Groups slam China's "worst repression in a generation"
Jun 2, 2011, 10:15 GMT
Beijing - Human rights groups on Thursday accused China of conducting its worst repression of dissent since troops put a brutal end to the country's 1989 democracy movement.
When recent democracy movements in North Africa and the Middle East inspired calls for similar anti-government protests in China in February, the government reacted with the 'worst repression in a generation,' the Hong Kong-based China Human Rights Defenders said.
'The current leaders of the Chinese Communist Party have instituted the most severe repression of dissent and activism since the post-Tiananmen crackdown,' it said, referring to the 1989 protests centred in Beijing's Tiananmen Square.
'The steady backsliding on human rights and the rule of law in China, which began in earnest during the run-up to the 2008 Olympic Games, has reached a peak in recent months as the government has mobilized police across the country to detain, disappear and intimidate hundreds of individuals,' it said.
In another statement timed to coincide with the anniversary of the military suppression of the Tiananmen protests on June 3-4, 1989, US-based Human Rights Watch said China's treatment of dissidents had improved little since 1989.
'The Chinese government's efforts to silence perceived sources of 'instability' since mid-February are eerily reminiscent of the campaign of denial about the Tiananmen massacre,' said Sophie Richardson, Asia advocacy director for Human Rights Watch.
The two groups said security officers had detained, placed under house arrest or tried to intimidate scores of dissidents, rights activists and lawyers in the past four months.
At least 48 activists were detained on criminal charges while more than 20 prominent lawyers and activists were 'subjected to enforced disappearances, some for as long as 70 days,' China Human Rights Defenders said.
Human Rights Watch said it believed about a dozen people remained imprisoned on charges linked to the 1989 protests.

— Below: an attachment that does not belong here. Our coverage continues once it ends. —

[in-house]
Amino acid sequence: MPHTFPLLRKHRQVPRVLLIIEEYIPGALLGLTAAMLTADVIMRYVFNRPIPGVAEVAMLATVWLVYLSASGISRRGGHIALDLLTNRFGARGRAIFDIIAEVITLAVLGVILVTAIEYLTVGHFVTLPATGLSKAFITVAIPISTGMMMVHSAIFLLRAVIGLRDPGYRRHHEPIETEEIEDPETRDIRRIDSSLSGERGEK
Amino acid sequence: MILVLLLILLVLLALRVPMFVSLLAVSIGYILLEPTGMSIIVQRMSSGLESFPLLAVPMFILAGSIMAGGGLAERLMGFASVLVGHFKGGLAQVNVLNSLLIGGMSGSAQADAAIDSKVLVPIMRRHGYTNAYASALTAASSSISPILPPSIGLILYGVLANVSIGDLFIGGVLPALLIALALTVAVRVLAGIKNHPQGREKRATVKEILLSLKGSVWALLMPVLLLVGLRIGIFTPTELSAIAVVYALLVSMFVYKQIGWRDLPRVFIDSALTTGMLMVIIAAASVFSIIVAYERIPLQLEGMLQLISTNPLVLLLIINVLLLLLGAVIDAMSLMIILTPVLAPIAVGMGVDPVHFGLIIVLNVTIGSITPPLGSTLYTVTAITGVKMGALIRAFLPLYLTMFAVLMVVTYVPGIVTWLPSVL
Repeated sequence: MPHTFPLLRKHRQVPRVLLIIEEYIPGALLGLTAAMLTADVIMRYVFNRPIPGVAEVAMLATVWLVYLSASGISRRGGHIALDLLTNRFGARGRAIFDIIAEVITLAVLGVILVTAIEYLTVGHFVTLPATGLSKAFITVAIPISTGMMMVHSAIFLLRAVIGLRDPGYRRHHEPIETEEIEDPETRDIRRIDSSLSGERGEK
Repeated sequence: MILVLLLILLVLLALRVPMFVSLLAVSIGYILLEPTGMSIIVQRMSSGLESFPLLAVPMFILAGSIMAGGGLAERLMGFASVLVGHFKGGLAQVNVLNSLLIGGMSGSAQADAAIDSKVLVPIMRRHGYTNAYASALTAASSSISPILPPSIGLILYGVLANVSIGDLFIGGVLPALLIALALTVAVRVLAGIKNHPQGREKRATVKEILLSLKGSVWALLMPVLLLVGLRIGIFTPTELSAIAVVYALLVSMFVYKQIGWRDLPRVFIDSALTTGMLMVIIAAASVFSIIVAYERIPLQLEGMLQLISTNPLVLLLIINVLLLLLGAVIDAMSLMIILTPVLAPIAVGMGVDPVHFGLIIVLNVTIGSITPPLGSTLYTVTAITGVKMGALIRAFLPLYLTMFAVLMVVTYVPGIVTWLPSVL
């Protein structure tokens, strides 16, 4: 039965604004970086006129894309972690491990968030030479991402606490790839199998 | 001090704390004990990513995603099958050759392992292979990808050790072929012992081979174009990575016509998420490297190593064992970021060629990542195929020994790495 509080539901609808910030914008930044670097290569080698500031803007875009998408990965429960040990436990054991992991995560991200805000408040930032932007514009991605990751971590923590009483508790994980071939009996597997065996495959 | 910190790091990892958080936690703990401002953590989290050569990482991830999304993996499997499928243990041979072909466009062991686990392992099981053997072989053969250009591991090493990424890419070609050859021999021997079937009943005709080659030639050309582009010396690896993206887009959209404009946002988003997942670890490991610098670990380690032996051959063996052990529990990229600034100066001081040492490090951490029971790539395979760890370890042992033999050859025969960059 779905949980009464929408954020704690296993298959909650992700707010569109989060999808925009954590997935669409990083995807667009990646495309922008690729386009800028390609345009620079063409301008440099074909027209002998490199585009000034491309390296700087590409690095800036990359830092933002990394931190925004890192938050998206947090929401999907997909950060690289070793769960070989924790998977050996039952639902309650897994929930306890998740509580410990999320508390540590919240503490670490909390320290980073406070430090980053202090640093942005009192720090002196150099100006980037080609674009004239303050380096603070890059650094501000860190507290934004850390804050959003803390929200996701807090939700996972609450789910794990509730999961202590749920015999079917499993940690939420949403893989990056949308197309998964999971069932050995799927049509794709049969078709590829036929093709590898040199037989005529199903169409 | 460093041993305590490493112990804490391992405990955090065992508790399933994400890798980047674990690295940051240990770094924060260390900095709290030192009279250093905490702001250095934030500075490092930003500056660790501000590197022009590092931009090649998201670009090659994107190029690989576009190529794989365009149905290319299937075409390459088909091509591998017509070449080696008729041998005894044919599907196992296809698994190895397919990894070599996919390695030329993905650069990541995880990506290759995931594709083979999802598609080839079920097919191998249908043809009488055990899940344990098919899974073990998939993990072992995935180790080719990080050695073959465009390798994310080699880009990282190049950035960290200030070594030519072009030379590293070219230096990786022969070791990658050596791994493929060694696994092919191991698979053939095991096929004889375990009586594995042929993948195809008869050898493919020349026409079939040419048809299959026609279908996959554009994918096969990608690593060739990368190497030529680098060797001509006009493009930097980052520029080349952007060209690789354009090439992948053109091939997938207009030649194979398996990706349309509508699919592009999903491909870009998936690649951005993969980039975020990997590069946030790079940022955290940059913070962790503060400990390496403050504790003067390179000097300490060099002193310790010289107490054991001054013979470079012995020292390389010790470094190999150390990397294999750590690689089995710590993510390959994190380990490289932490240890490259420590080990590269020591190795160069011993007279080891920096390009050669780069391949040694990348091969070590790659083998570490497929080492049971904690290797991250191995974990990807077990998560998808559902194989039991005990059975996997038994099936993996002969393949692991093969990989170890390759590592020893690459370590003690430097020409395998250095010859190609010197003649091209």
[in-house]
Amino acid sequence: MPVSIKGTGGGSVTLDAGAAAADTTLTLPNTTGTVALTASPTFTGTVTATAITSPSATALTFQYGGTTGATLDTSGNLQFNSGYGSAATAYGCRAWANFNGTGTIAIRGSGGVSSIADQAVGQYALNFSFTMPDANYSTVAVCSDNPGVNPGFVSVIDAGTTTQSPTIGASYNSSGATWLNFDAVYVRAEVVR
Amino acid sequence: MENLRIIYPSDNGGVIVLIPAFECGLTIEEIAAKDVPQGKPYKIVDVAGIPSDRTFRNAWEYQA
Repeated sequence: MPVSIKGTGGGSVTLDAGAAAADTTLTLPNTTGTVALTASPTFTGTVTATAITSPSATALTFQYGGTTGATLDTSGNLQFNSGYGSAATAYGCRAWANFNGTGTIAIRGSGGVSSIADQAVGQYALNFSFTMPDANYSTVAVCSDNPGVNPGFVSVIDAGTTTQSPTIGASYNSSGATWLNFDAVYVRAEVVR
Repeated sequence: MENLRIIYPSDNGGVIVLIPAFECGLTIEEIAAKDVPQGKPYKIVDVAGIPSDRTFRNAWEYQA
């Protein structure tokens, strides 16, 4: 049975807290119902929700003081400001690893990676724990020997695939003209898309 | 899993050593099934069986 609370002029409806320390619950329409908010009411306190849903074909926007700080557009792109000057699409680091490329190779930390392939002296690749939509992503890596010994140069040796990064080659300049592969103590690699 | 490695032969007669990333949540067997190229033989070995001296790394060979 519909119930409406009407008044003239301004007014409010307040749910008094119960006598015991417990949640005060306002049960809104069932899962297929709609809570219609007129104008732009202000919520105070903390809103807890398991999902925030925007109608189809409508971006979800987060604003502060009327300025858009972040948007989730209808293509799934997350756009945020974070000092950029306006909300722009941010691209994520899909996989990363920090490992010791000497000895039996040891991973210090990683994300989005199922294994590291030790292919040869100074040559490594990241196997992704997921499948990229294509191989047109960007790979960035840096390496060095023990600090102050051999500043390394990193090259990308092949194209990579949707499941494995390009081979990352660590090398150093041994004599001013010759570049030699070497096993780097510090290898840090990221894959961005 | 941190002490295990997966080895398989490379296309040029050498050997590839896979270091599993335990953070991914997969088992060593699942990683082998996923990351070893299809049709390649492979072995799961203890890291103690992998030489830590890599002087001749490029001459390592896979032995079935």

Veteran dissident Qin Yongmin, who has been imprisoned for a total of 22 years for his democracy activism, last month appealed to the United Nations to appoint a working group to examine human rights in China.
The Tiananmen Mothers, a group of relatives and supporters of victims of the Tiananmen Square crackdown, on Tuesday also called the current clampdown the worst suppression of dissent since 1989.
China's Foreign Ministry on Thursday again defended the government's decision to prioritise economic development and suppress calls for political reform since 1989.
'We believe that to maintain social and political stability, promote social harmony and guarantee living and working in peace and contentment is the common will of the vast majority of the people,' ministry spokesman Hong Lei told reporters.
The Tiananmen Mothers said the government recently broached the issue of 'under the table' compensation to the family of one of the hundreds of people who died during the 1989 crackdown.
For the past 16 years, the group has demanded an official investigation into the military action and a public announcement of the death toll and the names of the dead.
It has confirmed the deaths of 203 people but said the total number of casualties is probably much higher.